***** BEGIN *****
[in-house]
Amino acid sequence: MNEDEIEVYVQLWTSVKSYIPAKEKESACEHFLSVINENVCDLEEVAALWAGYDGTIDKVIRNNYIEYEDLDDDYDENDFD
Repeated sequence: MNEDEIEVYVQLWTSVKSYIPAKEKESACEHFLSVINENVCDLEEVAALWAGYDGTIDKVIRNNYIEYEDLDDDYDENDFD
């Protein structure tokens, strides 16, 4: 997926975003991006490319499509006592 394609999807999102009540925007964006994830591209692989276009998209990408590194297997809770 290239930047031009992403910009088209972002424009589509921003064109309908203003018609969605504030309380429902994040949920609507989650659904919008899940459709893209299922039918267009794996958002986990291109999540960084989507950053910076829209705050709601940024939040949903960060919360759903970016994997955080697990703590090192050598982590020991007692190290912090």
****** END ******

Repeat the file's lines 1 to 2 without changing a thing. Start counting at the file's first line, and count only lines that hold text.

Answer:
[in-house]
Amino acid sequence: MNEDEIEVYVQLWTSVKSYIPAKEKESACEHFLSVINENVCDLEEVAALWAGYDGTIDKVIRNNYIEYEDLDDDYDENDFD